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article imagePalm-sized medical gamma-ray camera launched

By Tim Sandle     May 22, 2017 in Health
Scientists have invented a Compton camera weighing just 580 grams. The camera visualizes gamma rays of different energies. in tests the camera has produced high-resolution, multicolor 3D molecular images of a live mouse.
Waseda University technologists have undertaken the first ever demonstration of multicolor three-dimensional imaging of the internal organs of an animal using ultra-compact Compton camera. in addition, compared with conventional technology, the images have been produced with a reduced measurement time. Compton cameras look for Compton energy, which is the inelastic scattering of a photon by a charged particle, usually an electron (essentially detecting gamma rays).
Current technologies, where images are derived from single photon emission tomography (SPECT) and positron emission tomography (PET), are two-dimensional. Moreover, PET can only image monochromatic gamma rays.
The scientists have achieved this through the use of a Compton camera weighing just 580 grams and which is the approximate size of the palm of an adult male. The camera visualizes gamma rays of variable energies. In a test case the researchers succeeded in producing a high-resolution, multicolor three-dimensional molecular image of a live mouse. The mouse had been administered with three different radioactive tracers, and images were produced within two hours.
The experimental results suggest possibilities for producing new image tracers able to produce visuals across a wide energy range at reduced costs (compared with current technologies) as well as enabling the simultaneous imaging of multiple tracers capable of providing multilateral information on disease in target organs. Color is important based on the dyes used: iodine (green), strontium (blue), and zinc (red), which accumulate in the thyroid, bones and liver respectively.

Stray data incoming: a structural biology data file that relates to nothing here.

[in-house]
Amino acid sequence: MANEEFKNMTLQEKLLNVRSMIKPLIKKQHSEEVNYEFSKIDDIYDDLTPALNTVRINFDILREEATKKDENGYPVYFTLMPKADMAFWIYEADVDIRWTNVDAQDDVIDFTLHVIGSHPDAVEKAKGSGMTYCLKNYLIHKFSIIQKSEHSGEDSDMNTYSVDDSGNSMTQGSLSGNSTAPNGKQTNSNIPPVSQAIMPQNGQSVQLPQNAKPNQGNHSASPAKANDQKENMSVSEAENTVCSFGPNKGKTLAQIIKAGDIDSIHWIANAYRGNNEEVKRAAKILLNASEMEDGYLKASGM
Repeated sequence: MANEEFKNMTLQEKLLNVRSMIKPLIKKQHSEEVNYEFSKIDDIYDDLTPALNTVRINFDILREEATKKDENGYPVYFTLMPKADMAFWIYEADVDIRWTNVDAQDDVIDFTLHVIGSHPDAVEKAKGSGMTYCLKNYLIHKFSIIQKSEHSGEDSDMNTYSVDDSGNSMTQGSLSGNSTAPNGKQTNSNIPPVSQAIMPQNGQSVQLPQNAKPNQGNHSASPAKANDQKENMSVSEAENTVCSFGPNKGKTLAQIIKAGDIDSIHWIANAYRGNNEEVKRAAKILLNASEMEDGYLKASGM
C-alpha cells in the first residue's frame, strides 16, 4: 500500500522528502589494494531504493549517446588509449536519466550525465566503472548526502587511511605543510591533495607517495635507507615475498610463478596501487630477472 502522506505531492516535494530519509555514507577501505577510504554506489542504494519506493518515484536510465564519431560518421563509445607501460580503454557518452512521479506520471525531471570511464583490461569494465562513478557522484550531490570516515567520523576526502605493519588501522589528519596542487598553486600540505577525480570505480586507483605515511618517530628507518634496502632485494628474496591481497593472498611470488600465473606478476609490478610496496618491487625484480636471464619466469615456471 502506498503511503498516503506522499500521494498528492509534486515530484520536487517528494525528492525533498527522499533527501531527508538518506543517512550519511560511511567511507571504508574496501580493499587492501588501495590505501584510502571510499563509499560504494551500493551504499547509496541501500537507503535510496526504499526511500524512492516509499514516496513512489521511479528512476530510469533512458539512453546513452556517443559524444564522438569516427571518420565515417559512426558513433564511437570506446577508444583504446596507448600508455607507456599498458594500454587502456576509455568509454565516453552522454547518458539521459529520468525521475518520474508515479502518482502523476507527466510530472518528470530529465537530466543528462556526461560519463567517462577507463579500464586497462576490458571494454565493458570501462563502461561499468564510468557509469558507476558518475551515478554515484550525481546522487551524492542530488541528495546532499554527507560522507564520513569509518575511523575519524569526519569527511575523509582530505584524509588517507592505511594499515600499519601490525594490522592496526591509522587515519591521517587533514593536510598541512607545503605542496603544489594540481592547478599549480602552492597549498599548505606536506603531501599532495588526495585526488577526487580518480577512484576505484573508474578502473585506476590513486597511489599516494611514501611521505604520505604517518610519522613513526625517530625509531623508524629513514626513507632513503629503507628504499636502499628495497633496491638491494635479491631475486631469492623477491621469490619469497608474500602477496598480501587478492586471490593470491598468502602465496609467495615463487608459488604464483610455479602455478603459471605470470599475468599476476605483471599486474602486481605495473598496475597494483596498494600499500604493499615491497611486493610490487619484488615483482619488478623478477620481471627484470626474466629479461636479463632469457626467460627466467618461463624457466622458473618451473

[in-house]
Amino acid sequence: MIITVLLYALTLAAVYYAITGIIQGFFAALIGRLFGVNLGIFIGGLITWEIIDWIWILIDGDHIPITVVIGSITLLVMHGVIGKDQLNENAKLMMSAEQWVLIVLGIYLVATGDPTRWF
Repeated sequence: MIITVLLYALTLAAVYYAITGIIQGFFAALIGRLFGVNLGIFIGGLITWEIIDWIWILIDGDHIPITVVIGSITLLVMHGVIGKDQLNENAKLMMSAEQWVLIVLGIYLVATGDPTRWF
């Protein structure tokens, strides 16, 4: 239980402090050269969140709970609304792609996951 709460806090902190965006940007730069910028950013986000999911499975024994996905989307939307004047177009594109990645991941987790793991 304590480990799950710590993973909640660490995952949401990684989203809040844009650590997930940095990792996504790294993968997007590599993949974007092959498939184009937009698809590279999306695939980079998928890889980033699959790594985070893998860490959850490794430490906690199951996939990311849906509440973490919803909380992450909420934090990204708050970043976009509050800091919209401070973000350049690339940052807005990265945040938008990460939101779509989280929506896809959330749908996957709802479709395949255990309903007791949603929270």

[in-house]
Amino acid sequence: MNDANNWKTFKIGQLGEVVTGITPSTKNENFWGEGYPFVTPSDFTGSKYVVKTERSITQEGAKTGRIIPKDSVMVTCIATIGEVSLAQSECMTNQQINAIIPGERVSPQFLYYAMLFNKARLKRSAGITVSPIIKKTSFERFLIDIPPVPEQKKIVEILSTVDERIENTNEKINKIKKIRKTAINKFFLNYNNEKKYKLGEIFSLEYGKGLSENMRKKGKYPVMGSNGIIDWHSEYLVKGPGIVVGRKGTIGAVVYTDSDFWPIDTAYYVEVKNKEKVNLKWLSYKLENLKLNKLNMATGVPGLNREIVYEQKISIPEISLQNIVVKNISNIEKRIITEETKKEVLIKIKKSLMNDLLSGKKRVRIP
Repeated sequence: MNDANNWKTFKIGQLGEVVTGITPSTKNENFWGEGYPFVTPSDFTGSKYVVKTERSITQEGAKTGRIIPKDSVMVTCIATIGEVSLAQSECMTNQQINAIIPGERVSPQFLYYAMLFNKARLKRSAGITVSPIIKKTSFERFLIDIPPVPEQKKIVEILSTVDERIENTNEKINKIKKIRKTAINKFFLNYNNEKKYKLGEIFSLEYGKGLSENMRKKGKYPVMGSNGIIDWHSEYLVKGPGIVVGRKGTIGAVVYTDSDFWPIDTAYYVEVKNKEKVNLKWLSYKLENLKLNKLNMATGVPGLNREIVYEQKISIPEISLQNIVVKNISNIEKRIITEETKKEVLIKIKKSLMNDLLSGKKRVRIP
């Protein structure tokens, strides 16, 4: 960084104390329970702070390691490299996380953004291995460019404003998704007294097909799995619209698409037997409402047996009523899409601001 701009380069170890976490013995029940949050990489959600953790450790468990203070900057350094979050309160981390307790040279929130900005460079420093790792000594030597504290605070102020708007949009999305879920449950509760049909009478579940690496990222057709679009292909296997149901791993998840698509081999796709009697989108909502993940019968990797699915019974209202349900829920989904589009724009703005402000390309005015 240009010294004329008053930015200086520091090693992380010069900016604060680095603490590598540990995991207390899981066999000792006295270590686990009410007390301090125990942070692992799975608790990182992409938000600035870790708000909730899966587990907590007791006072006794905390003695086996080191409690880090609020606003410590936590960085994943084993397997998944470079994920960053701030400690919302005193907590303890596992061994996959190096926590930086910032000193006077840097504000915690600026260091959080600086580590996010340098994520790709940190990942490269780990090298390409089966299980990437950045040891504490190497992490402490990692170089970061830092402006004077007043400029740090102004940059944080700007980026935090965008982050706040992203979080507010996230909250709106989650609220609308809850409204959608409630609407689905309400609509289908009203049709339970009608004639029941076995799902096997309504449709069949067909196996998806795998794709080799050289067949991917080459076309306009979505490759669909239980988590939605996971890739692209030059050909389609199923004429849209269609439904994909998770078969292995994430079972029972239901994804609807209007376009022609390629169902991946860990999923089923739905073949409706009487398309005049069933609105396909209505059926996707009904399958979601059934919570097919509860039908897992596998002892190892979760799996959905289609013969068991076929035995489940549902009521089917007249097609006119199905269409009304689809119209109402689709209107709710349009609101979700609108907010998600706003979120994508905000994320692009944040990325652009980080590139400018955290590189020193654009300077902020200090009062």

Once the technology has been further tested, applications on people will include helping with the detection and assessment of early cancer and Alzheimer’s disease. Discussing the technology in communication to Digital Journal, Jun Kataoka, professor of applied physics at Waseda University stated: "This would be as revolutionary as black and white television turning into color, dramatically increasing the amount of information we could obtain from an image."
The research is published in the journal Scientific Reports under the heading "First demonstration of multi-color 3-D in vivo imaging using ultra-compact Compton camera."
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